# Scalar control of motor

By Dmitry Levkin
Scalar control (frequency control) is a control technique of a brushless AC motor, which is to keep the voltage/frequency ratio (V/Hz) constant throughout the full operating speed range, with control only the magnitude and frequency of the supply voltage.

The V/Hz ratio is calculated based on the rated values ​​(voltage and frequency) of the controlled AC motor. By keeping the value of the V/Hz ratio constant, we can maintain a relatively constant magnetic flux in the motor gap. If the V/Hz ratio increases, then the motor becomes overexcited and vice versa if the ratio decreases the motor is in an unexcited state.

The dependence of the power supply frequency of the electric motor from time for scalar control
Voltage variation of the motor power during scalar control

At low speed, it is necessary to compensate the voltage drop across the stator resistance, therefore, the V/Hz ratio at low speed is set higher than the rated value. The scalar control technique is most widely used to control induction electric motors.

## As applied to induction motors

At the scalar control method, the induction motor speed is controlled by setting the voltage and frequency of the stator, so that the magnetic field in the gap is maintained at the desired value. To maintain a constant magnetic field in the gap, the V/Hz ratio must be constant at different speeds.

Scalar control without speed sensor

As the speed increases, the stator supply voltage must also increase proportionally. However, the synchronous speed (frequency) of the induction motor is not equal to the rotation speed (frequency) of the shaft, and the slip of the induction motor depends on the load. Thus, the controller with scalar control without feedback cannot accurately control the speed when there is a load. To solve this problem, speed feedback and, therefore, slip compensation can be added to the control system .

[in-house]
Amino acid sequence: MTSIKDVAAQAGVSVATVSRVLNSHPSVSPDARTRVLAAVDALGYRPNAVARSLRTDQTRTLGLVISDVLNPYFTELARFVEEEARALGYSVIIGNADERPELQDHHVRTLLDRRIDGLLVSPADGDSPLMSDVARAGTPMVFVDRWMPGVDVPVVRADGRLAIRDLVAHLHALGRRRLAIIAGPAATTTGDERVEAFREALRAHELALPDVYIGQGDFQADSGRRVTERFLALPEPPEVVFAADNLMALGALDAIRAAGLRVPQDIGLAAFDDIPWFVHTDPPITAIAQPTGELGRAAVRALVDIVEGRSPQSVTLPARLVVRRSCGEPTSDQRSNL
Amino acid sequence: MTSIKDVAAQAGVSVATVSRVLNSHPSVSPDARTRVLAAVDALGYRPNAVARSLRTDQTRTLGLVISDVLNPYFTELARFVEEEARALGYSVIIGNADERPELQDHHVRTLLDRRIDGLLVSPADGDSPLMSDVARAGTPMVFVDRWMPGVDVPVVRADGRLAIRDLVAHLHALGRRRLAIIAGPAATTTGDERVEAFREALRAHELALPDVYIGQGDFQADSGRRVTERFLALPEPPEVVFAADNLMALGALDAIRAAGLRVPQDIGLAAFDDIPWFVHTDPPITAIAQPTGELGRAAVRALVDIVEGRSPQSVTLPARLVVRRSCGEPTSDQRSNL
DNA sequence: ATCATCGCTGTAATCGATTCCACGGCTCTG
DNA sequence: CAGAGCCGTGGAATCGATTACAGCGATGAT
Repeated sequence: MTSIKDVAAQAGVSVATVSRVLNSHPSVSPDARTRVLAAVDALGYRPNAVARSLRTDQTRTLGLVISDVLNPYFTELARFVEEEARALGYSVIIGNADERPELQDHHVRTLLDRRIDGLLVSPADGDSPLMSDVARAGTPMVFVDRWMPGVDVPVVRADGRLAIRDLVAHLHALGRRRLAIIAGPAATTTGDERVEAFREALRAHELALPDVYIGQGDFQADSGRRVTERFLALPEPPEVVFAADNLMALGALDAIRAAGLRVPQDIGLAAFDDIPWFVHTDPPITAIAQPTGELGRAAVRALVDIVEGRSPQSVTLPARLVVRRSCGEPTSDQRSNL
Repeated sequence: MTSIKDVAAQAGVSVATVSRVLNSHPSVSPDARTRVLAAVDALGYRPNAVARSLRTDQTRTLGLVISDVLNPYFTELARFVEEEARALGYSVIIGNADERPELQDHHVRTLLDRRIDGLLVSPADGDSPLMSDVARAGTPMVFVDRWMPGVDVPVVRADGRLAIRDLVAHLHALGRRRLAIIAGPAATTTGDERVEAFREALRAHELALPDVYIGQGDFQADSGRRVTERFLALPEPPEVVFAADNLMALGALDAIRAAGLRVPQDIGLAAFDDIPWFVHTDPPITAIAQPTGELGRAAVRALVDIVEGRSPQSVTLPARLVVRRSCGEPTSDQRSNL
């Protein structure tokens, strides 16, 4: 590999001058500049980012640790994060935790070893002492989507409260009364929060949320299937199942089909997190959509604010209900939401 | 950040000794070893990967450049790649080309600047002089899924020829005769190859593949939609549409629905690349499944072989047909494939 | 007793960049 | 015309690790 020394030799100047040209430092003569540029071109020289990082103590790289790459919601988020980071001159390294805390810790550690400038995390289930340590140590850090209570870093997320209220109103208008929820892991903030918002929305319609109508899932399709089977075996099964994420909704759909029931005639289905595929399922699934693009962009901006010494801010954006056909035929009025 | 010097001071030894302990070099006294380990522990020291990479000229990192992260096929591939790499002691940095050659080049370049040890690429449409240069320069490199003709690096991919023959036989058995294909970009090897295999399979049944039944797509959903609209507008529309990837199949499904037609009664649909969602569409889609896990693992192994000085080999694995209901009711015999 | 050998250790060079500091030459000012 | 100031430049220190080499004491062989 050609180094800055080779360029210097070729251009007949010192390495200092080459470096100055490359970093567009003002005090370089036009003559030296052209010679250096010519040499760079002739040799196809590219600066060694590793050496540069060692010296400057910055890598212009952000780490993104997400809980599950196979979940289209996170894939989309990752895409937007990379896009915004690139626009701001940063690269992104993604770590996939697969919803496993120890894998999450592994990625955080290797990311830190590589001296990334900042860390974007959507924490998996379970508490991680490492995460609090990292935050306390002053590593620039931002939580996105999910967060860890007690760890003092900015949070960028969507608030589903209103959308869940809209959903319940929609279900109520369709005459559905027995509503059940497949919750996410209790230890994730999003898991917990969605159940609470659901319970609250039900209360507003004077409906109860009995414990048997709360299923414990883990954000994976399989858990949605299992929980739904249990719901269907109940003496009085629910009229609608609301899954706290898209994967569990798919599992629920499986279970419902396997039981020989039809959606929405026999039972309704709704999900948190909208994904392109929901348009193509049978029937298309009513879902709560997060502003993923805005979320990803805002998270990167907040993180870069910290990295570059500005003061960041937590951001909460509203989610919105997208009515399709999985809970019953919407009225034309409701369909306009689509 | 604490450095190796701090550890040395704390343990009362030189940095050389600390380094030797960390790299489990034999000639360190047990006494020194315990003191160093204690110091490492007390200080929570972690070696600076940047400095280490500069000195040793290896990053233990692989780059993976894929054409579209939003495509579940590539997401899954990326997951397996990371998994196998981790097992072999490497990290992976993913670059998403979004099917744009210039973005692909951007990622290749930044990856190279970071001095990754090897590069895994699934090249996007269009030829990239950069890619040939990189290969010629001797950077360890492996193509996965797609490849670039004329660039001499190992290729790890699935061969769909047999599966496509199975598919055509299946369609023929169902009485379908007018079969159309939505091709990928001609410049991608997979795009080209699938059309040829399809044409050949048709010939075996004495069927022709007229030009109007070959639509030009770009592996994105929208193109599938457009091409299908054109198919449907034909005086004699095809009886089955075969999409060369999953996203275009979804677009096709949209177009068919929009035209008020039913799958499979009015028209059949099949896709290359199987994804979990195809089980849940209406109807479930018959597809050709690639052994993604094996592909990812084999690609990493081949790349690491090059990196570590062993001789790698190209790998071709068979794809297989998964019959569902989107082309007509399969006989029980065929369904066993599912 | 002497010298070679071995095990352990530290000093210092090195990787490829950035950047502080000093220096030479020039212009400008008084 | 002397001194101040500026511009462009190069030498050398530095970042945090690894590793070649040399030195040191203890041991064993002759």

Scalar control with speed sensor

## When used

Scalar control of AC motors is a good alternative for applications where there is no variable load and no good dynamics (fans, pumps) are required. The scalar control does not require a rotor position sensor, and the rotor speed can be estimated from the frequency of the supply voltage. When scalar control is used, a high-performance digital signal processor is not required, as is the case with vector control.

With scalar motor control, the stator currents are not directly controlled.

PMSM with scalar control can easily become uncontrollable (get out of the synchronous state) especially when the load torque exceeds the value of the drive torque limit value. The scalar method is not suitable for the control of PMSM at low speed for applications requiring high dynamics .

The scalar control technique is relatively simple to implement, but has several significant drawbacks:
• if the speed sensor is not installed, the rotation speed of the induction motor shaft cannot be controlled, since it depends on the load (the presence of a speed sensor solves this problem), and in the case of a synchronous motor, when the load is changed, you can completely lose control;
• the torque cannot be controlled. Of course, this task can be solved with the help of a torque sensor, but the cost of its installation is very high, and will most likely be higher than the electric drive itself. In this case, the torque control will be very inertial;
• you can't control torque and speed at the same time.

Scalar control is sufficient for most tasks in which an electric drive is used with a range of motor speed control up to 1:10.

When maximum performance is required, the ability to control over a wide speed range and the ability to control the torque of the motor are used vector control.